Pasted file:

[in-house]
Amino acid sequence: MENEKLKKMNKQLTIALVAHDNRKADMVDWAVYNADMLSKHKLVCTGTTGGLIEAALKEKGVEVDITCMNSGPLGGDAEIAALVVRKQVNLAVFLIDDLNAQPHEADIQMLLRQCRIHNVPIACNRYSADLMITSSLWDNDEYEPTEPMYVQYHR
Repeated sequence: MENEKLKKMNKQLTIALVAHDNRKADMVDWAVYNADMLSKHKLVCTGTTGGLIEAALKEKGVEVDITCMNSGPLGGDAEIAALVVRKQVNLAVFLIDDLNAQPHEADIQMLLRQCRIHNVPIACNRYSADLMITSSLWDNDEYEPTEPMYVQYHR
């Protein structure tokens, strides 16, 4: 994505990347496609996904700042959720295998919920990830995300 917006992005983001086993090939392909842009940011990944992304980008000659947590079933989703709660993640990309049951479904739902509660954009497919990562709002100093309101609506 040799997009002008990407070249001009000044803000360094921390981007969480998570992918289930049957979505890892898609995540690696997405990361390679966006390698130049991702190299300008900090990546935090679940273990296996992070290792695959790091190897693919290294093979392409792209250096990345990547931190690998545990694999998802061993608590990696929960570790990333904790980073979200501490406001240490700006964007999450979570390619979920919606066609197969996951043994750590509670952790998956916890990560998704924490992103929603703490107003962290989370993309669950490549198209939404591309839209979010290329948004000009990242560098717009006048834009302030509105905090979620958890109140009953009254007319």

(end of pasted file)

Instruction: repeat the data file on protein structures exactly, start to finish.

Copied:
[in-house]
Amino acid sequence: MENEKLKKMNKQLTIALVAHDNRKADMVDWAVYNADMLSKHKLVCTGTTGGLIEAALKEKGVEVDITCMNSGPLGGDAEIAALVVRKQVNLAVFLIDDLNAQPHEADIQMLLRQCRIHNVPIACNRYSADLMITSSLWDNDEYEPTEPMYVQYHR
Repeated sequence: MENEKLKKMNKQLTIALVAHDNRKADMVDWAVYNADMLSKHKLVCTGTTGGLIEAALKEKGVEVDITCMNSGPLGGDAEIAALVVRKQVNLAVFLIDDLNAQPHEADIQMLLRQCRIHNVPIACNRYSADLMITSSLWDNDEYEPTEPMYVQYHR
């Protein structure tokens, strides 16, 4: 994505990347496609996904700042959720295998919920990830995300 917006992005983001086993090939392909842009940011990944992304980008000659947590079933989703709660993640990309049951479904739902509660954009497919990562709002100093309101609506 040799997009002008990407070249001009000044803000360094921390981007969480998570992918289930049957979505890892898609995540690696997405990361390679966006390698130049991702190299300008900090990546935090679940273990296996992070290792695959790091190897693919290294093979392409792209250096990345990547931190690998545990694999998802061993608590990696929960570790990333904790980073979200501490406001240490700006964007999450979570390619979920919606066609197969996951043994750590509670952790998956916890990560998704924490992103929603703490107003962290989370993309669950490549198209939404591309839209979010290329948004000009990242560098717009006048834009302030509105905090979620958890109140009953009254007319």